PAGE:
Record year for Forge tax revenue
The city had its most lucrative year on record in 2012, Mayor David Wear said in his State of the City talk on Thursday.
"We had a phenomenal year last year," he said. "Every business sector was up."
Gross receipts in Pigeon Forge were $905.8 million last year, Wear told members of the Pigeon Forge Hospitality Association, which met at the Holiday Inn. The previous record of $872.5 million was set in 2007, before the recession.
"If we get to one billion a year while I'm still in office, I'll get up here and dance a jig in front of you," Wear said.
Gross receipts for lodging businesses were $147 million last year, Wear said, and $145 million for amusement businesses.
The mayor also gave updates on several city projects.
Wear Farm City Park will open in March, complete with five lighted baseball and softball fields. "Kids will love it, and traveling ball teams will love it," he said.
The half-mile extension of Jake Thomas Road is due to be completed in March 2014. "We'll extend the existing road up to the top of the hill," Wear said. "The road will consist of two lanes and a turning lane."
The contract for the new wastewater treatment plant is out for bid, and construction should begin in early April on the site of the old city park. The plant "allows the city to grow its vistor and resident population," Wear said. "Completion is scheduled for 2016, and [planners] project 50 years of service."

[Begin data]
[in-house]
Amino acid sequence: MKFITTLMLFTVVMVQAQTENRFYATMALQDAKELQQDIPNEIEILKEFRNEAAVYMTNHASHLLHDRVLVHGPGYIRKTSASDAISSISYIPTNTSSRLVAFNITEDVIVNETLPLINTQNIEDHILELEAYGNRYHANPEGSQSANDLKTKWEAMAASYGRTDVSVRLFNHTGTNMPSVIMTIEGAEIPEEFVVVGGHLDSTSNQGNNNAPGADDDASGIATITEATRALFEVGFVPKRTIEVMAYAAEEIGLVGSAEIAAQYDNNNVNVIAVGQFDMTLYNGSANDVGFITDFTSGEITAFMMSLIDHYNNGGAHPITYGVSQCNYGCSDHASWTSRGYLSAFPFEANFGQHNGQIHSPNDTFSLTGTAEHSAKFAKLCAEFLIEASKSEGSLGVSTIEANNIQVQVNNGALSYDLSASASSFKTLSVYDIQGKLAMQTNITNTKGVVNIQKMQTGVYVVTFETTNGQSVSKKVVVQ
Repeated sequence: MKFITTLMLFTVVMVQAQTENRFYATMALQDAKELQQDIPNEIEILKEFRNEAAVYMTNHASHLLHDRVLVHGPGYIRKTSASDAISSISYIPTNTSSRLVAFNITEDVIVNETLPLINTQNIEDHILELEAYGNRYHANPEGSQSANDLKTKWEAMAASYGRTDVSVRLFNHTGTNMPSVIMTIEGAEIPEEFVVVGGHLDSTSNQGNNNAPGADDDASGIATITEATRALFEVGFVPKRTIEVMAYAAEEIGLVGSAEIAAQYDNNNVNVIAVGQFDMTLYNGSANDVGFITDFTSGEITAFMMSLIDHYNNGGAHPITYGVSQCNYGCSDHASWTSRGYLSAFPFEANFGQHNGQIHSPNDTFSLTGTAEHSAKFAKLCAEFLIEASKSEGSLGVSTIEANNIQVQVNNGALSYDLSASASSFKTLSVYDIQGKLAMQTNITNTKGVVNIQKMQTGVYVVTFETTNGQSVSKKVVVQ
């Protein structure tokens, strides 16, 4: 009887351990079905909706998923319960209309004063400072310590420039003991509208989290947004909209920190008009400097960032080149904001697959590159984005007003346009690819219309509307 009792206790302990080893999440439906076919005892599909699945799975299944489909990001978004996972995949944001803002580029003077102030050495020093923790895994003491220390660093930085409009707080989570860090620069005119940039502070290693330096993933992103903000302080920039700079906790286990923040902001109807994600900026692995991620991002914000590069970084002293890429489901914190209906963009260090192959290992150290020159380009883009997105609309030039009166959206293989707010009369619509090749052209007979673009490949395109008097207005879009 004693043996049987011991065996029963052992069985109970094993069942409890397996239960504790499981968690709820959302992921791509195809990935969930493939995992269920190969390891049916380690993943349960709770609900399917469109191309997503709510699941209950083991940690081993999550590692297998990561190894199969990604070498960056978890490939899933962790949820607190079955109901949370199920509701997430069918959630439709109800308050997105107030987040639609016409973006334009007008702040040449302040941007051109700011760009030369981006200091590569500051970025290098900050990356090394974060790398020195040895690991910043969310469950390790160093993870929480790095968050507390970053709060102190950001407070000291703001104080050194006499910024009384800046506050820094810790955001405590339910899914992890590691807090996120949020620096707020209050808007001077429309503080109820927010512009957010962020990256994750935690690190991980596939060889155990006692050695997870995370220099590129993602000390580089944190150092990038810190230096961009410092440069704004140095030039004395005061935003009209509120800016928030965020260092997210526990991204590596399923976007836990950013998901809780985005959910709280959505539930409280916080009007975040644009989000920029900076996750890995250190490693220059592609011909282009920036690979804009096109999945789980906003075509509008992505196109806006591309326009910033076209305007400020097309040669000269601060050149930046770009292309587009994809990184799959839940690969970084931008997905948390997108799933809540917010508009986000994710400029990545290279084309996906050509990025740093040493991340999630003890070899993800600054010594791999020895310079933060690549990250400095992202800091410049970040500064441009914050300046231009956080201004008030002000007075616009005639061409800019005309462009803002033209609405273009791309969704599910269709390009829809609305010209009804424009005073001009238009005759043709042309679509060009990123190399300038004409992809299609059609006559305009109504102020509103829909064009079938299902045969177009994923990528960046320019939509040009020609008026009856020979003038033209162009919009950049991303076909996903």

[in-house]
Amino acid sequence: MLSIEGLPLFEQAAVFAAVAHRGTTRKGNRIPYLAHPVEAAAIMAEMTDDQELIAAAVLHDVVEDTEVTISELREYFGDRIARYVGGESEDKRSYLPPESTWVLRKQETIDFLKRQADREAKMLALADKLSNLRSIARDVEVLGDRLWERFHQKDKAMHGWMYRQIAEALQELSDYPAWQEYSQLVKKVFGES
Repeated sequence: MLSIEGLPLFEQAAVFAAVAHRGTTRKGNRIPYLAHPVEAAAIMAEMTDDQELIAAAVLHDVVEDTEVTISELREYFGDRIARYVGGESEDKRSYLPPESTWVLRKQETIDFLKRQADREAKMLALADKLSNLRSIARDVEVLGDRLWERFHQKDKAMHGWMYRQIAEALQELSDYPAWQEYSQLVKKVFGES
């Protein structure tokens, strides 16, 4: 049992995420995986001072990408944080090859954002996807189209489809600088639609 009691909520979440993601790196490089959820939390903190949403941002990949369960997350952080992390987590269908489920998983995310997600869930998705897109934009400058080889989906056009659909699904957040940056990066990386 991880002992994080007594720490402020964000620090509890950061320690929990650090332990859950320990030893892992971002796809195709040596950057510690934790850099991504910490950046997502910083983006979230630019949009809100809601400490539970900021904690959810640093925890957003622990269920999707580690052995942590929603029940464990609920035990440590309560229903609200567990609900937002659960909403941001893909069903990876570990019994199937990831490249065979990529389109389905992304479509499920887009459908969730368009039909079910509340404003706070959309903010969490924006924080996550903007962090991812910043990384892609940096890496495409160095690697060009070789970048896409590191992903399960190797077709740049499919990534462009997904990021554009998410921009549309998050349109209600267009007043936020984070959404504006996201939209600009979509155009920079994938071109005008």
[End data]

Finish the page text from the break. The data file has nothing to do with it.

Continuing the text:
The plant "will utilize the latest odor-control technology," Wear said.
LeConte Center, the city's 232,000-square-foot events facility, will open in September.
The city has entered into a pre-development agreement with the company that would design a Cal Ripken-themed youth park, Wear said. If it is built, the facility "has the potential for $40 million in economic impact and hundreds of jobs."
Car shows once held at the currently shuttered Grand Resort Hotel will stay in Pigeon Forge at least through this year, Wear said. "We are working with them to keep them in town." The hotel and other properties once owned by Ken Seaton are being redeveloped, he added.
Pigeon Forge has grown because business and government work together, Wear said.
"That's the vision we have. Does it work all the time, everywhere? No. But it sure has worked here, and made us prosperous."